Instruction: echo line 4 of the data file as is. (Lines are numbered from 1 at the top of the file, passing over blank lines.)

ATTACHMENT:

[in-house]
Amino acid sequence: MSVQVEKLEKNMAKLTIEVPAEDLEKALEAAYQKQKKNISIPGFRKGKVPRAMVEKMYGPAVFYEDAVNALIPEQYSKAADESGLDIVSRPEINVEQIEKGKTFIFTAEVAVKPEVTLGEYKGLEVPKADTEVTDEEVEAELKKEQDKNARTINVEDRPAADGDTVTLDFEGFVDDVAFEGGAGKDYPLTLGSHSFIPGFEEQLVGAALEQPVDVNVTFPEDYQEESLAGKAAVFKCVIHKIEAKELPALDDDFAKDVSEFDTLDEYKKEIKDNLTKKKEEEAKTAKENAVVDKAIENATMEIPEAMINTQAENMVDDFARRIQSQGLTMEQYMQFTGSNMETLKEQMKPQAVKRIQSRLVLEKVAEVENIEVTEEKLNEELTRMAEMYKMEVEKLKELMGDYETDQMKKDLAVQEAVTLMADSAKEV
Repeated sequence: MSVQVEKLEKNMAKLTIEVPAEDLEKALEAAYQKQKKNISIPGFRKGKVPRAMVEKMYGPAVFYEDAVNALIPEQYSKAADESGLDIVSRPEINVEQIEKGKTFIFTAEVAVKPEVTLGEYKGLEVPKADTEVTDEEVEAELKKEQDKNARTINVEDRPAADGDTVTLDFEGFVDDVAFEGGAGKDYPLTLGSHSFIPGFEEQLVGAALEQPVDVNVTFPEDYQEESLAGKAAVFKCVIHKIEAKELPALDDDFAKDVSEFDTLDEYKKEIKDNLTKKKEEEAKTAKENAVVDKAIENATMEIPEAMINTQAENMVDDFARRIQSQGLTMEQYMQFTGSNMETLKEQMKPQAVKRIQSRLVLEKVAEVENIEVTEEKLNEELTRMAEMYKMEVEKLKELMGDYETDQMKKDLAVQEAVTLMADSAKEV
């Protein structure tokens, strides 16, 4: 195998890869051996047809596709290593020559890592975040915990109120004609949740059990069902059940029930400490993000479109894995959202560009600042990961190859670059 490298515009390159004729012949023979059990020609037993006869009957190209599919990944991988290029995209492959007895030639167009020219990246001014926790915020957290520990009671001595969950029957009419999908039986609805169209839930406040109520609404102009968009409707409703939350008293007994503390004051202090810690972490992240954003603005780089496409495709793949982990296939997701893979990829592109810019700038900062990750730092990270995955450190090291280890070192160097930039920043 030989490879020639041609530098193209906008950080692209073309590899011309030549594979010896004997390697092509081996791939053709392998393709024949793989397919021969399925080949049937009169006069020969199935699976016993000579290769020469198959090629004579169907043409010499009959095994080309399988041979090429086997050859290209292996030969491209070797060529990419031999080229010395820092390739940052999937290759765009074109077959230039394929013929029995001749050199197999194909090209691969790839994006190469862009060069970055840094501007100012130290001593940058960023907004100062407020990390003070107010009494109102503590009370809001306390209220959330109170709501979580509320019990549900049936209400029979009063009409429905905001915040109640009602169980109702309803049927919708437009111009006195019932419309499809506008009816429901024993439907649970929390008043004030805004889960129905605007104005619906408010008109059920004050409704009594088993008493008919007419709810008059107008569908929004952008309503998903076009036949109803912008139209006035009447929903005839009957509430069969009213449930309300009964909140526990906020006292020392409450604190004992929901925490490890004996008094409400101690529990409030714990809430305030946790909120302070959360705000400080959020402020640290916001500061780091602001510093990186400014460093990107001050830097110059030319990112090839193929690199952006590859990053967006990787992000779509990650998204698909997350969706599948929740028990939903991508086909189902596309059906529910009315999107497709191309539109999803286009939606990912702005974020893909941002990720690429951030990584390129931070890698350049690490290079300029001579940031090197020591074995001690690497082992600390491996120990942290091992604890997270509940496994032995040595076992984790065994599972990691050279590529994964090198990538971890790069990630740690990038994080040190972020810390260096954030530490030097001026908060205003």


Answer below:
């Protein structure tokens, strides 16, 4: 195998890869051996047809596709290593020559890592975040915990109120004609949740059990069902059940029930400490993000479109894995959202560009600042990961190859670059 490298515009390159004729012949023979059990020609037993006869009957190209599919990944991988290029995209492959007895030639167009020219990246001014926790915020957290520990009671001595969950029957009419999908039986609805169209839930406040109520609404102009968009409707409703939350008293007994503390004051202090810690972490992240954003603005780089496409495709793949982990296939997701893979990829592109810019700038900062990750730092990270995955450190090291280890070192160097930039920043 030989490879020639041609530098193209906008950080692209073309590899011309030549594979010896004997390697092509081996791939053709392998393709024949793989397919021969399925080949049937009169006069020969199935699976016993000579290769020469198959090629004579169907043409010499009959095994080309399988041979090429086997050859290209292996030969491209070797060529990419031999080229010395820092390739940052999937290759765009074109077959230039394929013929029995001749050199197999194909090209691969790839994006190469862009060069970055840094501007100012130290001593940058960023907004100062407020990390003070107010009494109102503590009370809001306390209220959330109170709501979580509320019990549900049936209400029979009063009409429905905001915040109640009602169980109702309803049927919708437009111009006195019932419309499809506008009816429901024993439907649970929390008043004030805004889960129905605007104005619906408010008109059920004050409704009594088993008493008919007419709810008059107008569908929004952008309503998903076009036949109803912008139209006035009447929903005839009957509430069969009213449930309300009964909140526990906020006292020392409450604190004992929901925490490890004996008094409400101690529990409030714990809430305030946790909120302070959360705000400080959020402020640290916001500061780091602001510093990186400014460093990107001050830097110059030319990112090839193929690199952006590859990053967006990787992000779509990650998204698909997350969706599948929740028990939903991508086909189902596309059906529910009315999107497709191309539109999803286009939606990912702005974020893909941002990720690429951030990584390129931070890698350049690490290079300029001579940031090197020591074995001690690497082992600390491996120990942290091992604890997270509940496994032995040595076992984790065994599972990691050279590529994964090198990538971890790069990630740690990038994080040190972020810390260096954030530490030097001026908060205003």